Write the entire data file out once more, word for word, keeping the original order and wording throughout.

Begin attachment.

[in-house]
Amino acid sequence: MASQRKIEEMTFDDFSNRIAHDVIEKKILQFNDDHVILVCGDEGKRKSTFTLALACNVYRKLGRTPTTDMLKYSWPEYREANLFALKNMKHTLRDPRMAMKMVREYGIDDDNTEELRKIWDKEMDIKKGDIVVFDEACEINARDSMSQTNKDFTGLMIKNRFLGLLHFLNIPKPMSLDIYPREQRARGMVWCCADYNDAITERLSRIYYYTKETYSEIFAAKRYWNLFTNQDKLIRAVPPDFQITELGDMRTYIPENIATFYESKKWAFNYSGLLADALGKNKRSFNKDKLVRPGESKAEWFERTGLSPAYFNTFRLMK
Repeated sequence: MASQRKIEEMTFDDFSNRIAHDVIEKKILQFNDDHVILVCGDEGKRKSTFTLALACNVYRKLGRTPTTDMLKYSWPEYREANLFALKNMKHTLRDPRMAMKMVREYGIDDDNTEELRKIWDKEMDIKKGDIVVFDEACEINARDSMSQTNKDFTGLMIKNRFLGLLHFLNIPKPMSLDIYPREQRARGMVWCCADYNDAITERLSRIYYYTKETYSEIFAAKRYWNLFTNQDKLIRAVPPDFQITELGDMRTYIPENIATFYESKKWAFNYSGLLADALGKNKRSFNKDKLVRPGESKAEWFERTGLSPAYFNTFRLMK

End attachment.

[in-house]
Amino acid sequence: MASQRKIEEMTFDDFSNRIAHDVIEKKILQFNDDHVILVCGDEGKRKSTFTLALACNVYRKLGRTPTTDMLKYSWPEYREANLFALKNMKHTLRDPRMAMKMVREYGIDDDNTEELRKIWDKEMDIKKGDIVVFDEACEINARDSMSQTNKDFTGLMIKNRFLGLLHFLNIPKPMSLDIYPREQRARGMVWCCADYNDAITERLSRIYYYTKETYSEIFAAKRYWNLFTNQDKLIRAVPPDFQITELGDMRTYIPENIATFYESKKWAFNYSGLLADALGKNKRSFNKDKLVRPGESKAEWFERTGLSPAYFNTFRLMK
Repeated sequence: MASQRKIEEMTFDDFSNRIAHDVIEKKILQFNDDHVILVCGDEGKRKSTFTLALACNVYRKLGRTPTTDMLKYSWPEYREANLFALKNMKHTLRDPRMAMKMVREYGIDDDNTEELRKIWDKEMDIKKGDIVVFDEACEINARDSMSQTNKDFTGLMIKNRFLGLLHFLNIPKPMSLDIYPREQRARGMVWCCADYNDAITERLSRIYYYTKETYSEIFAAKRYWNLFTNQDKLIRAVPPDFQITELGDMRTYIPENIATFYESKKWAFNYSGLLADALGKNKRSFNKDKLVRPGESKAEWFERTGLSPAYFNTFRLMK